Overall, both the CI Pro and the CI 2.Pro are suited more for the intermediate to advanced surfers. Although, with the toned-down rocker, the CI 2.Pro is definitely more user-friendly. With a bit of extra volume, the 2.Pro can even work for lower-level intermediate surfers.

CI 2.Pro Glassing


The CI 2.Pro is available in PU, EPS, and Spinetek construction. The board comes stock in PU. For my custom build, I went with Spinetek technology. In my experience, Spinetek is the equivalent of adding about a liter of volume. It paddles a bit better and is much more durable than PU.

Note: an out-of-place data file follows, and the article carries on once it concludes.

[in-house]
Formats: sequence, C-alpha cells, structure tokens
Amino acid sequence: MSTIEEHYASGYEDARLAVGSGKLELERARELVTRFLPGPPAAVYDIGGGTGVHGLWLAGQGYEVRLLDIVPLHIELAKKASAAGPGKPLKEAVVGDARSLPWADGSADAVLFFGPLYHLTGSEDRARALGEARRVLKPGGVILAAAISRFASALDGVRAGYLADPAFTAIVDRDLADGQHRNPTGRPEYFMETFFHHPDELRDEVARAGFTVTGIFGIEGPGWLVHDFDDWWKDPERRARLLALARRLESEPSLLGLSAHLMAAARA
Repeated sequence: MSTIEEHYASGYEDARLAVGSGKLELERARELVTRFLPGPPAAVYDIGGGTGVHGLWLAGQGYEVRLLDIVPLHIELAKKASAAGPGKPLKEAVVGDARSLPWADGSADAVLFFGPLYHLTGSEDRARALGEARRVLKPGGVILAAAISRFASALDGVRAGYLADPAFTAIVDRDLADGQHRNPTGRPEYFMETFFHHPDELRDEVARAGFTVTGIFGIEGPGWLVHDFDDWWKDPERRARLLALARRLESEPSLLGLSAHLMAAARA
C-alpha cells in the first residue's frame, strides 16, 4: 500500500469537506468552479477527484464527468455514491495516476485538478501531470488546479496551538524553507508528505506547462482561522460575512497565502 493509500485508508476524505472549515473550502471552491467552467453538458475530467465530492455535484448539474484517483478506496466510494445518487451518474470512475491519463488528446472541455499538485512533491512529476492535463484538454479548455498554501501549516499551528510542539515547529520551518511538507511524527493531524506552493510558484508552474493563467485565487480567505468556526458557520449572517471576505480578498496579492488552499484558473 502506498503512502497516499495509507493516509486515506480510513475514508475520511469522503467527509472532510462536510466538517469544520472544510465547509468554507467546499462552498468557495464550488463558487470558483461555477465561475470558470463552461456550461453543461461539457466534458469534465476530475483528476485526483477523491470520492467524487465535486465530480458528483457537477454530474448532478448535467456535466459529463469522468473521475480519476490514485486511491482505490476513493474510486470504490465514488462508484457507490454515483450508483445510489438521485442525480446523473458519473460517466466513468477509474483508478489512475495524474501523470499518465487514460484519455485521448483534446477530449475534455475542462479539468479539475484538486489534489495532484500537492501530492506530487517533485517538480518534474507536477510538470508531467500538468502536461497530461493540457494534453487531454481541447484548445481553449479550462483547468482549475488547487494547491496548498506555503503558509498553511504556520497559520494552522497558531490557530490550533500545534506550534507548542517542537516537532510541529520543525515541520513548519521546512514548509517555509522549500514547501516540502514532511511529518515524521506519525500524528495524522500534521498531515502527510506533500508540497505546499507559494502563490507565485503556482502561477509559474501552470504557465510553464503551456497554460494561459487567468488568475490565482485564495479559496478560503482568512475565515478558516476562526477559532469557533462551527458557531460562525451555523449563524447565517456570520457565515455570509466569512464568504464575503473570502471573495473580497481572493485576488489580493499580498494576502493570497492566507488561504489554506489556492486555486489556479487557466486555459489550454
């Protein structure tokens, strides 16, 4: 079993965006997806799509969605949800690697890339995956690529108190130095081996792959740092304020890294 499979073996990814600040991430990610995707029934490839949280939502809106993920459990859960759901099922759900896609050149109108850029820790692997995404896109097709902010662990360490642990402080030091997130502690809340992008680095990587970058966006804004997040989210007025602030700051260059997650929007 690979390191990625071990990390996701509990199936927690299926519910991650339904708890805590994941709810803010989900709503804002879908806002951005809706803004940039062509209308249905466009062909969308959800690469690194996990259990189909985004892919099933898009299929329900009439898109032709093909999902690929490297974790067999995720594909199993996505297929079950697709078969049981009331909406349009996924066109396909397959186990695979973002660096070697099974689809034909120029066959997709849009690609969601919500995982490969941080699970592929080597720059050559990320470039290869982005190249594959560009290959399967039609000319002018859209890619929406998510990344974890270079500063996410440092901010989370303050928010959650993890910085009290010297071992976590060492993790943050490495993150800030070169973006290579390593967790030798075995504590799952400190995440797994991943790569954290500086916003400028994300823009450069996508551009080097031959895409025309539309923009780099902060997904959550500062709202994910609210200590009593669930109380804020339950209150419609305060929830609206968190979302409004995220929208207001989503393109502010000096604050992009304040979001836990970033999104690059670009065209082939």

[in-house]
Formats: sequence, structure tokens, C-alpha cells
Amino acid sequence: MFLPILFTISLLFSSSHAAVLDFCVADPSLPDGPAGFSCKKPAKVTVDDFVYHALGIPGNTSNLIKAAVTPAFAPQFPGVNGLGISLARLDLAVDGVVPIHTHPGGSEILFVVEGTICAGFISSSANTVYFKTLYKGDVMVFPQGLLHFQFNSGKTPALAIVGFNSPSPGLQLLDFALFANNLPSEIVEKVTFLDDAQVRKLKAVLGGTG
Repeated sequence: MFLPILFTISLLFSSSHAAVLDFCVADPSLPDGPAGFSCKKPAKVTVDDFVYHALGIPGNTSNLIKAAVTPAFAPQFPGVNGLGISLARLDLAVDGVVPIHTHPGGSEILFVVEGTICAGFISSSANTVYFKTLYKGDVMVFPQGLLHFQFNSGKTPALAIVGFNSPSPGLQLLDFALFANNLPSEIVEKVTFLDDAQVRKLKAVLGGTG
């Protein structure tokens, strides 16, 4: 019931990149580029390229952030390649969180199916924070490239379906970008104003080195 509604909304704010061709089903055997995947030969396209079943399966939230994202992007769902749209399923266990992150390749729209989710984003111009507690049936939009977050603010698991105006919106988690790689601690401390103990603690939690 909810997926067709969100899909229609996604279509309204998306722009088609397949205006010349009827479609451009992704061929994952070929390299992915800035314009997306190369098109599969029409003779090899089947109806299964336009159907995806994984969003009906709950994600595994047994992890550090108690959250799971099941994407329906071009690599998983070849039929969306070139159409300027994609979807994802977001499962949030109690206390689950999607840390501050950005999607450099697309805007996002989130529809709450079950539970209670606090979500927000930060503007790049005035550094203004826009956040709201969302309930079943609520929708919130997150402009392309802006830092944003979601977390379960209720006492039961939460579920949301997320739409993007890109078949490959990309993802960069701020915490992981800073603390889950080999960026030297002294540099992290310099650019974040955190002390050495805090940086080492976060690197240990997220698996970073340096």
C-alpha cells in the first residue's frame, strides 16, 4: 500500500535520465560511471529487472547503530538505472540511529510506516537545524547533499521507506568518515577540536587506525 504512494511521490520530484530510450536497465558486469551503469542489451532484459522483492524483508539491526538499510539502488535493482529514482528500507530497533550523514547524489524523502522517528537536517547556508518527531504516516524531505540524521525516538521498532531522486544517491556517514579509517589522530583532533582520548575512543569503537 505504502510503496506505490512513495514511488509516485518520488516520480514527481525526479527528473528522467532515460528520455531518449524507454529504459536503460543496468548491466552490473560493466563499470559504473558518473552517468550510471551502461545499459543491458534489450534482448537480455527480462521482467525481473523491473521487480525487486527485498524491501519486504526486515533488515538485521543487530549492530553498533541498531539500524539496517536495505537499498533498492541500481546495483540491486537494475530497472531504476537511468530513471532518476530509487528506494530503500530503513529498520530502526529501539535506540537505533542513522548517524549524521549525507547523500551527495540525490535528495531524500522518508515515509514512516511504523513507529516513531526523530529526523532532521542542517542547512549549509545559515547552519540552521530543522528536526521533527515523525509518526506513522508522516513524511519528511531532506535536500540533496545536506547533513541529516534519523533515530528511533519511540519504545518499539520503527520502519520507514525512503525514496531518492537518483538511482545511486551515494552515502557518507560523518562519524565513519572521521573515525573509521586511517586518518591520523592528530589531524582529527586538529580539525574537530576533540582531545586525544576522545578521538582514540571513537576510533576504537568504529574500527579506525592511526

Because of the lightness and flex of the Spinetek, I ordered mine with 6oz glassing, which makes it even more durable. It sits a bit higher on the water, which takes some getting used to, but it is very snappy and responsive through turns. To top it off, Spinetek is Eco Board certified, meaning it has a smaller carbon footprint than the same board constructed in PU. 

CI 2.Pro Rails


My first impression of the CI 2.Pro was how well it paddles compared to the CI Pro. The improvement in paddling is a combination of the relaxed rocker and EPS construction. Nonetheless, the board glides effortlessly through the lineup. The lower rocker allows it to catch waves earlier and in less critical take off spots than the CI Pro. Bottom line: the CI 2.Pro maintains speed through the flat sections better and can still perform when the waves get steep and hollow.